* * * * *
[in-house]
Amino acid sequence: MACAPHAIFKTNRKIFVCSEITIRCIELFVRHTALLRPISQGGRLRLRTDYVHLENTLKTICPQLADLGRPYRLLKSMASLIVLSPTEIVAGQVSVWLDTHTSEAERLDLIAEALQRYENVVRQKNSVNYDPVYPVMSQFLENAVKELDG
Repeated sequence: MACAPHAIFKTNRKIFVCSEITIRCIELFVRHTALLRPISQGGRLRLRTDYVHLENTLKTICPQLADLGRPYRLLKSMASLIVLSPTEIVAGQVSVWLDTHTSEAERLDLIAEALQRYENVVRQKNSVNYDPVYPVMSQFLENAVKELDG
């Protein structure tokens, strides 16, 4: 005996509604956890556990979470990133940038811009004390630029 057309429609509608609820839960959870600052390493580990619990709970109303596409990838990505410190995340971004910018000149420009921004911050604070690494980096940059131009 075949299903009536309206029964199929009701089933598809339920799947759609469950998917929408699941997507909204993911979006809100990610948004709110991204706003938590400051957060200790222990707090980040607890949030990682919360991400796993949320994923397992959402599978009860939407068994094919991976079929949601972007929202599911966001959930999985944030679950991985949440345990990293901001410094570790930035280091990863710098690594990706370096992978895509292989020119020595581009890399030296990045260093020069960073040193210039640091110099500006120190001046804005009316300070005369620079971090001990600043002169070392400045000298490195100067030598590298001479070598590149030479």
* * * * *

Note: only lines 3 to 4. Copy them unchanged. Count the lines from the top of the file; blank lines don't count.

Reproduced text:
Repeated sequence: MACAPHAIFKTNRKIFVCSEITIRCIELFVRHTALLRPISQGGRLRLRTDYVHLENTLKTICPQLADLGRPYRLLKSMASLIVLSPTEIVAGQVSVWLDTHTSEAERLDLIAEALQRYENVVRQKNSVNYDPVYPVMSQFLENAVKELDG
């Protein structure tokens, strides 16, 4: 005996509604956890556990979470990133940038811009004390630029 057309429609509608609820839960959870600052390493580990619990709970109303596409990838990505410190995340971004910018000149420009921004911050604070690494980096940059131009 075949299903009536309206029964199929009701089933598809339920799947759609469950998917929408699941997507909204993911979006809100990610948004709110991204706003938590400051957060200790222990707090980040607890949030990682919360991400796993949320994923397992959402599978009860939407068994094919991976079929949601972007929202599911966001959930999985944030679950991985949440345990990293901001410094570790930035280091990863710098690594990706370096992978895509292989020119020595581009890399030296990045260093020069960073040193210039640091110099500006120190001046804005009316300070005369620079971090001990600043002169070392400045000298490195100067030598590298001479070598590149030479």